Senator Worries Over Shutdown’s ‘Closed Government’Tweet
October 7, 2013
On Saturday, Senator Partick Leahy (D-Vt.) took to the Senate floor to speak about two troubling aspects of the shutdown: the crippled judiciary and decreased government transparency. His strong words expressed frustration that Congress had not even passed a Continuing Resolution to “simply fund the continuing operations of the federal government.”
As Chairman of the Senate Judiciary Committee, Leahy said he was “acutely aware” of the potentially devastating impact on our justice system. Referencing a letter from Judge John Bates, director of the Administrative Office of the U.S. Courts, he said the Judiciary will only remain open for 10 business days in October.
What will happen after those 10 days? What happens when the operating funds run out completely? Will we be able to swiftly bring criminals and terrorists to justice? Will small businesses and individuals be able to have their claims resolved? Each and every Federal court in this country will soon have to start making decisions about what part of justice is essential and what can be delayed until funding is restored. If this shutdown continues, millions of Americans will not have access to the justice they deserve under our Constitution.
Leahy also spoke about his concern over how the shutdown is damaging the U.S.’ commitment to open government.
We also take for granted that our open and transparent government is a cornerstone of our democracy and a shining example of civic involvement. Even the public’s right to know is compromised because of this shutdown. Every Member of Congress, regardless of political party or ideology, should be alarmed.
Many Americans seeking information through the Freedom of Information Act (FOIA) will be kept waiting while Congress debates the shutdown. Leahy listed several agencies–the Department of Justice, the Social Security Administration, the Federal Trade Commission, the National Security Agency and the National Labor Relations Board–that are no longer responding to FOIA requests, as they are required to do by law.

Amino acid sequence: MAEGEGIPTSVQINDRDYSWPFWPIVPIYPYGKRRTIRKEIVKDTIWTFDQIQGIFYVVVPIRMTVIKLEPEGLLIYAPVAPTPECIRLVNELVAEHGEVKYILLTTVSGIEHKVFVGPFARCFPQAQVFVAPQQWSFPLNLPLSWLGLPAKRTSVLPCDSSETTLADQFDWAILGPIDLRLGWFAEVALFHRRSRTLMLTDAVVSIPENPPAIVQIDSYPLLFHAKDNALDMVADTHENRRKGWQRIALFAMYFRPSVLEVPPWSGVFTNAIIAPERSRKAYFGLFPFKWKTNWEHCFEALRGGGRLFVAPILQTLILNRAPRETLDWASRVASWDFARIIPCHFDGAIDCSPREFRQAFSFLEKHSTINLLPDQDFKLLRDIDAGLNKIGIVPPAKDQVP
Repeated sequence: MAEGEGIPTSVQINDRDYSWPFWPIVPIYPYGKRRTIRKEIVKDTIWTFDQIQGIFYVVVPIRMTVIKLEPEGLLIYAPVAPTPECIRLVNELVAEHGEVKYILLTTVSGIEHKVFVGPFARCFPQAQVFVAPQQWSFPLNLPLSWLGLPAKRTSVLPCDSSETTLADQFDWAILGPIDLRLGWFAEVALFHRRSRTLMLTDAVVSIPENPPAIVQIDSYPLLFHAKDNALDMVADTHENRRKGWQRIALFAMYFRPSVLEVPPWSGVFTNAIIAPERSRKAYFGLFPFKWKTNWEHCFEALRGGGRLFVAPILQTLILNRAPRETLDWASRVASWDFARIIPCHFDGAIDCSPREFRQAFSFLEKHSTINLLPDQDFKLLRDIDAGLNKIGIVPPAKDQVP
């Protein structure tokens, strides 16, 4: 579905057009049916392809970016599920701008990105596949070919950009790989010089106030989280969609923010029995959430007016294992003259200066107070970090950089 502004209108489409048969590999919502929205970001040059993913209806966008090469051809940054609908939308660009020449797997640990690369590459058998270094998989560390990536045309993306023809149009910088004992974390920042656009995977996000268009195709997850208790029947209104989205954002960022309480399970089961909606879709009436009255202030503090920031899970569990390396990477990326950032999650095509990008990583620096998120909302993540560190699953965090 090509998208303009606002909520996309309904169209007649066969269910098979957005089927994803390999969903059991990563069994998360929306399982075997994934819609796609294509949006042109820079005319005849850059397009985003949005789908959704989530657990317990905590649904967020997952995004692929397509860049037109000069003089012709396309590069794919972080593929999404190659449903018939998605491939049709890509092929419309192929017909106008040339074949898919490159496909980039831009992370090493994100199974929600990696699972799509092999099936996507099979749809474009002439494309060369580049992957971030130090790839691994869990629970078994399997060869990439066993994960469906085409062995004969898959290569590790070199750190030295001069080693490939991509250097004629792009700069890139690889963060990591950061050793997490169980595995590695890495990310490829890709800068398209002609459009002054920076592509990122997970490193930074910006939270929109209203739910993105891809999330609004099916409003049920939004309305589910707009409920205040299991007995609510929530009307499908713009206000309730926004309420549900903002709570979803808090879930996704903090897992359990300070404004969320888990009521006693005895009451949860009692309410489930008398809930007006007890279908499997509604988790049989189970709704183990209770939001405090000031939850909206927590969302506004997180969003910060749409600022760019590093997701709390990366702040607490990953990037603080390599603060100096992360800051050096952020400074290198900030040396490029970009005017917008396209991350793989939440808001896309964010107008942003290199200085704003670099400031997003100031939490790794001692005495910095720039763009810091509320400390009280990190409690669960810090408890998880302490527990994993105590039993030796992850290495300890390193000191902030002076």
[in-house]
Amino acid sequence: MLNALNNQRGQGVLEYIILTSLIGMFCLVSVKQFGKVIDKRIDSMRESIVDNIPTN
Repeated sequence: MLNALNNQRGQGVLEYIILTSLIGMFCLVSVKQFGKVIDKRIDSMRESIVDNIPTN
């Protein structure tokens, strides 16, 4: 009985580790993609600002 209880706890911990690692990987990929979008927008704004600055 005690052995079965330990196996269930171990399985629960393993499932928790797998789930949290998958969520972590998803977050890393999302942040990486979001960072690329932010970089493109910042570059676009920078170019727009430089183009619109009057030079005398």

Furthermore, government websites and social media pages that serve as vital resources for citizens are no longer being updated. Internal government watchdogs, like the Government Accountability Office, have also been shuttered. “We literally have a closed government,” he said.
Senator Leahy agreed with the Project On Government Oversight when he said that Congress needs to end the stalemate and reopen the government. On the day prior to the shutdown’s start, POGO Executive Director Danielle Brian warned of the potential impact and encouraged Congress to “do [their] job.”
So far, the message hasn’t gotten through.
Image by Flickr user musicFIRSTcoalition.
At the time of publication Avery Kleinman was the Beth Daley Impact Fellow for the Project On Government Oversight.
Topics: Open Government
Authors: Avery Kleinman
- August 18, 2016
- August 10, 2016
- July 5, 2016
- July 1, 2016
- June 23, 2016
- June 13, 2016
- May 26, 2016
- May 20, 2016
Browse POGOBlog by Topic
POGO on Facebook
This Land is Our Land
The Project On Government Oversight (POGO) raises this important issue in our latest podcast. POGO investigator Mia Steinle talks about the woefully outdated royalty programs for the mining and drilling of natural resources on public lands.